Bäke's Winter Storm I

Ten days after the action at Pokhlebin 6th Panzer sent most of its mobile forces in a Kampfgruppe commanded by Panzer Regiment 11's Colonel Hünersdorff across the Aksay on the road toward Verkne Kumsky early on 14 December. Bäke and the entire panzer regiment are soon caught in a swirling tank battle in the barren steppe all around the village of Verkne Kumsky as “Winter Storm” roars against two Soviet Tank Corps. This scenario covers the initial contact with the Soviet 13th Mechanised Corps 4km south of Verkne Kumsky on the 14th December 1942.

Bäke's Winter Storm II

After the action south of Verkhne Kumsky on the 14th December 1942, the bulk of Panzer Regiment 11, under the leadership of Colonel von Hünersdorff, is assigned to the forward mobile defense of Verkhne Kumksy, a critical jumping off point for the next thrust toward Stalingrad. Major Dr. Bake is deputy commander of this force. A holding force under Hauptmann Löwe is set-up in the village of Verkhne Kumsky itself.

But the tankists and motorized infantry of Colonel-General V.T. Volksii's Soviet 4th Mechanized Corps are full of confidence and grim determination too. They spearheaded the southern pincer that surrounded the 6th Army in Stalingrad and they will die before allowing the German rescue attempt to succeed. This scenario covers the action fought on the 15th December in and around the village of Verkhne Kumsky.


After yet another Soviet breakthrough forces cancellation of the Stalingrad rescue, the 6thPanzer Division is rushed west to stem the Soviet offensive and then reverse it under Manstein's leadership.

1 January 1943: Bäke's Knights Cross at New Year

Red Army Lt. General V. M. Badanov has been ordered to combine the exhausted remnants of the 24 th and 25 th Tank Corps and the 1 st Guards Mechanized Corps for one last thrust to victory. Their task is to cut the railway line that leads from Morosovsk to Stalingrad, and thereby seal the fate of the 6 th Army trapped in Stalingrad. Under cover of darkness and fog they are on the move. As the Soviet tank packs try to collapse the entire German southern flank on their way to the Don river, Bäke first mounts a desperate defense of his Battalion HQ in Novo Maryevka. This action is covered in Part 1.

Part 2 covers Bäke's slashing armoured counter attack against the Soviet tank packs. He is awarded the Knights Cross for his skill and courage.

6 March 1943 : Taking Tarnovka on the Road to Kharkov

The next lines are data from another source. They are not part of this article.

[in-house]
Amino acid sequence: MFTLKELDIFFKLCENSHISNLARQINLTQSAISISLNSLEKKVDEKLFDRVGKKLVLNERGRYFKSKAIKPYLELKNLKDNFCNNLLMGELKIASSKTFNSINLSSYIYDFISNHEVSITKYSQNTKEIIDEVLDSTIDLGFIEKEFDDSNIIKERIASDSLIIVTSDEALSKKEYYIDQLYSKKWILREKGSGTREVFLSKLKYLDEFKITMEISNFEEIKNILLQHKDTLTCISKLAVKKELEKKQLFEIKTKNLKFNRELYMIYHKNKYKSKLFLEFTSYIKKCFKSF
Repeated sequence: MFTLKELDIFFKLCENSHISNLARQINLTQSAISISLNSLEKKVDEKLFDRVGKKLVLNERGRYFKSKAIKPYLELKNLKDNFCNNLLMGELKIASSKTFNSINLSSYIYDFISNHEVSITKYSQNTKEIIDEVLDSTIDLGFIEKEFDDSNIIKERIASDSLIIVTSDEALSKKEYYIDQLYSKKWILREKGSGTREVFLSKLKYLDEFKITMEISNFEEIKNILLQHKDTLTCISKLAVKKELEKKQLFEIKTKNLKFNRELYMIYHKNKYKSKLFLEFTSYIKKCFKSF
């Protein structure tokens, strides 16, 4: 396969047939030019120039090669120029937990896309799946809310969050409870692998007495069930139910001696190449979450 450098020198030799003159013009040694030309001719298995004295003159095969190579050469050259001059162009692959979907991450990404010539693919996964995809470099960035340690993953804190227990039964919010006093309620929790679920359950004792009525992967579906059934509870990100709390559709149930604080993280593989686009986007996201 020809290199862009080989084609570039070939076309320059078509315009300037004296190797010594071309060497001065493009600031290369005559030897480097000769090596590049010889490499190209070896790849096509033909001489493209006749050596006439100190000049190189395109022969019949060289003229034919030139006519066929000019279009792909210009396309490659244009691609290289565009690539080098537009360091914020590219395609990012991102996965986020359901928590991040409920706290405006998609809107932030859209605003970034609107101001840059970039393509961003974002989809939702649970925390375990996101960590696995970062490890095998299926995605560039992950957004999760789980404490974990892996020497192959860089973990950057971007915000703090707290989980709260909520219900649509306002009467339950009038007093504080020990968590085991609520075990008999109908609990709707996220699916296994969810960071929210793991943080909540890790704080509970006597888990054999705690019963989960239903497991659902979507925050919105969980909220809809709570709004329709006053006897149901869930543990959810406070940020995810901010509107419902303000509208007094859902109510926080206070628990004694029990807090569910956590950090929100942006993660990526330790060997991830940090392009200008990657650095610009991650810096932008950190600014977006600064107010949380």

Manstein's great counteroffensive crunches toward Kharkov with 6 th Panzer on the right flank. But the Soviet 25 th Guards rifles and 179 th Tank Brigade are dug in at the key rail center of Tarnovka. A bitter slugfest is the result for Bäke.

III. OPERATION CITADEL AT KURSK: The Right Flank in the South

As Part of Armeeabteilung Kempf, the 6 th Panzer is assigned a key role in protecting the far right flank of the last great German offensive in the East.

11 July 1943: Breakout at Olkhovatka

After a brutal week of attrition warfare through Soviet fixed defenses, Bäke and the surviving 48 tanks of the Regiment finally break out at Olkhovatka with the help of Tigers from Heavy Panzer Battalion 503.

Night of 11/12 July 1943:Ghost Raid to Rshavetz

Desperate to continue the breakthrough to protect II SS Panzer Corps's flank at Prokhorovka, Bäke leads a Kampfgruppe in a daring night raid to seize a bridgehead over the river Donets at Rshavetz. Bäke is awarded the Oaklleaves to his Knight's Cross for this campaign.


In response to the surprise Soviet offensive that has trapped 60,000 Germans and allies in a pocket at Korsun, Bäke is placed in command of a specially created Heavy Panzer Regiment including a Panther battalion and Tiger Battalion 503 again. Another rescue mission in desperate circumstances is his destiny.

5 February 1944: Two Balki at Tatynovka

The first rescue attempt, Operation Wanda, finds Heavy Panzer Regiment Bäke facing over 40 Soviet tanks defending two ravines near Tatynovka on the road to the Gniloy Tikich river crossing. Bäke's superb maneuvers win the day.

12/13 February 1944: Assault at Chessnovka

Its ranks thinned during a week of frontal attacks, Heavy Panzer Regiment Bäke battles the Soviet 5 th Guards and 20 th Tank Corps around Chessnovka, a mere 10 kilometers from the Cherkassy Pocket. Can it break through?

Bäke is awarded the Swords to his Knight's Cross with Oakleaves for this campaign. He is sent to the West until the final months of the war.